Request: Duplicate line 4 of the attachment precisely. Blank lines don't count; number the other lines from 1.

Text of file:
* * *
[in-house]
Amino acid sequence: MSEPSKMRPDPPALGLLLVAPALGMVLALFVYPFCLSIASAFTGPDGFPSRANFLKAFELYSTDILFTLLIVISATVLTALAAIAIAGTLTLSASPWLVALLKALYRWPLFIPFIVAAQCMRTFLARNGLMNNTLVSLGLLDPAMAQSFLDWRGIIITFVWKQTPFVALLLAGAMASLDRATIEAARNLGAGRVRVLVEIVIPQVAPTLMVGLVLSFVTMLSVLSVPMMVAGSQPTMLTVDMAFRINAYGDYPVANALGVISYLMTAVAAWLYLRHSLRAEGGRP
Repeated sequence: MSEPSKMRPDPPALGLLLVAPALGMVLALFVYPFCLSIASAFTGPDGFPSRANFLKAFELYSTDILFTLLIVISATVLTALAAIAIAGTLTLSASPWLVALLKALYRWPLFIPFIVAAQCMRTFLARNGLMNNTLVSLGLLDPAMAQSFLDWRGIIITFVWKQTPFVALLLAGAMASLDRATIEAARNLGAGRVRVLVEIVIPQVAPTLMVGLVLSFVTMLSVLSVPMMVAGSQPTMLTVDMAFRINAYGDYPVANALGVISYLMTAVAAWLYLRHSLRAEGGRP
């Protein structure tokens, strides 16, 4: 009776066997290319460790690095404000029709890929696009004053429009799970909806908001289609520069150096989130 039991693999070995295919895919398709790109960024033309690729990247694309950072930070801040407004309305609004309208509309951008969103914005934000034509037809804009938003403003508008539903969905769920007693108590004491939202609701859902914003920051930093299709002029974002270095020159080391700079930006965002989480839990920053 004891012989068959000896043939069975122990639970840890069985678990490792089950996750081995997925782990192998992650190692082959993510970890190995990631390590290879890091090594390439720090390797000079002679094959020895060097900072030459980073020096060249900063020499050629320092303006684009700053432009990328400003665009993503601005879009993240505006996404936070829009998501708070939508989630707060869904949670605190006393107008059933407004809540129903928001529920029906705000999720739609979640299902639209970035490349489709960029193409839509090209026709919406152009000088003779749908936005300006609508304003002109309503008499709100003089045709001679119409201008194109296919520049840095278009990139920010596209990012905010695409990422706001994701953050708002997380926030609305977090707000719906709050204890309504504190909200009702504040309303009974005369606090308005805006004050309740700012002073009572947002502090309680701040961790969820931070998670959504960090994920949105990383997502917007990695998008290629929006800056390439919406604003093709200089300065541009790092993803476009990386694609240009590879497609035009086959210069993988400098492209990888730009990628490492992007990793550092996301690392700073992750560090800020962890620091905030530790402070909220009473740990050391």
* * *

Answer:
């Protein structure tokens, strides 16, 4: 009776066997290319460790690095404000029709890929696009004053429009799970909806908001289609520069150096989130 039991693999070995295919895919398709790109960024033309690729990247694309950072930070801040407004309305609004309208509309951008969103914005934000034509037809804009938003403003508008539903969905769920007693108590004491939202609701859902914003920051930093299709002029974002270095020159080391700079930006965002989480839990920053 004891012989068959000896043939069975122990639970840890069985678990490792089950996750081995997925782990192998992650190692082959993510970890190995990631390590290879890091090594390439720090390797000079002679094959020895060097900072030459980073020096060249900063020499050629320092303006684009700053432009990328400003665009993503601005879009993240505006996404936070829009998501708070939508989630707060869904949670605190006393107008059933407004809540129903928001529920029906705000999720739609979640299902639209970035490349489709960029193409839509090209026709919406152009000088003779749908936005300006609508304003002109309503008499709100003089045709001679119409201008194109296919520049840095278009990139920010596209990012905010695409990422706001994701953050708002997380926030609305977090707000719906709050204890309504504190909200009702504040309303009974005369606090308005805006004050309740700012002073009572947002502090309680701040961790969820931070998670959504960090994920949105990383997502917007990695998008290629929006800056390439919406604003093709200089300065541009790092993803476009990386694609240009590879497609035009086959210069993988400098492209990888730009990628490492992007990793550092996301690392700073992750560090800020962890620091905030530790402070909220009473740990050391």